We have tested XMill extensively on several large real-life XML data sources, which are described in detail here. These data sources include weblog data, genetic data, bibliographical data, and linguistic data among others. For these data sources, XMill achieves substantially better compression rates (typically twice as good) as gzip at about the same speed.

The following table gives an overview of the compression rates achieved with gzip and XMill for six data sources. A description of each data source is available by clicking on the source name.

Size(orig) Size(XML) gzip(orig) gzip(xml) xmill // xmill //# xmill <u>
Weblog 57.7 MB 172 MB 5.92 MB 7.59 MB 6.27 MB 4.85 MB 3.02 MB
SwissProt 98.5 MB 158 MB 15.7 MB 18.4 MB 14.8 MB 10.7 MB 8.73 MB
Treebank 39.6 MB 53.8 MB 5.97 MB 7.71 MB 4.12 MB 3.24 MB 2.73 MB
TPC-D 34.6 MB 119 MB 9.63 MB 12.9 MB 9.71 MB 7.22 MB 5.76 MB
DBLP 47.2 MB 8.29 MB 7.82 MB 6.66 MB 5.93 MB
Shakespeare 7.3 MB 2.06 MB 1.96 MB 1.89 MB 1.66 MB

The first four data sources have been converted from domain-specific data formats. For example, the format used for weblog data is based on the Apache Log Format. The last two data sources, DBLP and Shakespeare, are already XML formatted.

One can observe that the size of the XML files increases substantially over the original file formats. Furthermore, the gzip-compressed original file (gzip(orig)) is smaller than the gzip-compressed XML file (gzip(XML)).

We applied three types of XMill compressions: xmill //, xmill //#, xmill <u>. The first compression method, xmill //, does not group the data elements at all. Hence, the results are similar to the result obtained using gzip. The second method, xmill //#, groups the text items depending on their parent element tag in the XML file. As a consequence, the compression rate increases. Until now, no user compression has been applied. The last method, xmill <u>, performs user compression based on pre-specified path expressions that provide information about domain-specific semantics and syntax of text items. The last method provides the best compression.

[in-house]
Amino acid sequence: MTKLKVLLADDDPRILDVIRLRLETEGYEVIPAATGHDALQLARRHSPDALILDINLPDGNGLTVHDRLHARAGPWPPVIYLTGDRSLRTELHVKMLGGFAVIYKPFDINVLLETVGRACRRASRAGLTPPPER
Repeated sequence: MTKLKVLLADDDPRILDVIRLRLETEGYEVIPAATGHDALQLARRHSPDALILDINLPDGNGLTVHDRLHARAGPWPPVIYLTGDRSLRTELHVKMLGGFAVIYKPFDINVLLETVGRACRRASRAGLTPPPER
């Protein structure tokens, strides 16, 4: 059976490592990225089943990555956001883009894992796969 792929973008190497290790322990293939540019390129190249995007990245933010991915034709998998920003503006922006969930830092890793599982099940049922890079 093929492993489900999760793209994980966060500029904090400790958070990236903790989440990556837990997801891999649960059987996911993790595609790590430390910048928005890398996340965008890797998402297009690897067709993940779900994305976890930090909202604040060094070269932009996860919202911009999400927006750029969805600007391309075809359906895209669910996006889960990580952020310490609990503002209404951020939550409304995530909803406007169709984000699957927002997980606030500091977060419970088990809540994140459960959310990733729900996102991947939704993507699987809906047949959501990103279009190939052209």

The following diagram illustrates the compression rate (bits/bytes) with respect to the original XML file. A compression rate of 2 bits/bytes means that the compressed file size is 25% of the uncompressed XML file size. Note that the last two data sources are already provided in XML. Therefore, gzip is only applied to the XML file and no gzip (orig) result is given..

Trading Space for Time

Many compression techniques already exist today and they can typically be classified with respect to their compression rate their compression speed. The compressors that achieve the highest compression rate are typically the slowest, while compressors with less compression are most often much faster. Hence, a classical trade-off between time and space exists.

Our goal is to classify XMill in this context and to compare it with existing compressors with respect to compression rate and compression time. The efficiency of XMill is largely dependent on the underlying compressor. In its standard configuration, XMill is equipped with gzip To obtain a more complete picture about the performance of XMill, we tested a second version of XMill based on bzip, a compressor that achieves typically better compression results, but at a significantly slower speed.

The following diagram shows the results in time and space of applying several existing compressors and XMill to the XML data sources described above. The (logarithmic) Y-axis shows the relative compression time with respect to the compression time of gzip. The X-axis shows the relative compression size with respect to gzip In other words, a point (X=0.5,Y=3) means that the compressor compresses the file twice as good as gzip, but is three times as slow.

All compressors are applied to all six data sources. We encircle the data points obtained for the first four data sources (Weblog, SwissProt, Treebank, TPC-D), since we believe that they represent an important class of XML documents where compression is particularly useful.

One can observe that both, XMill with gzip and XMill with bzip perform significantly better than comparable conventional compressors. Even though the UNIX compress is slightly faster than XMill, its compression rate is far worse. On the other hand, XMill beats all conventional compressors in terms of compression rate. XMill with gzip achieves similar compression rates as bzip, but as a substantially better speed (about 10 times faster!).

One interesting observation is that XMill with user compression (i.e. XMill <u>) is always better (in space and time!) than the corresponding XMill with default compression (i.e. XMill //#). This somewhat surprising result is due to the fact that user compressors pre-compress the data such that the following compression by gzip and bzip is performed on a much smaller data size.

Copyright © 2004 Hartmut Liefke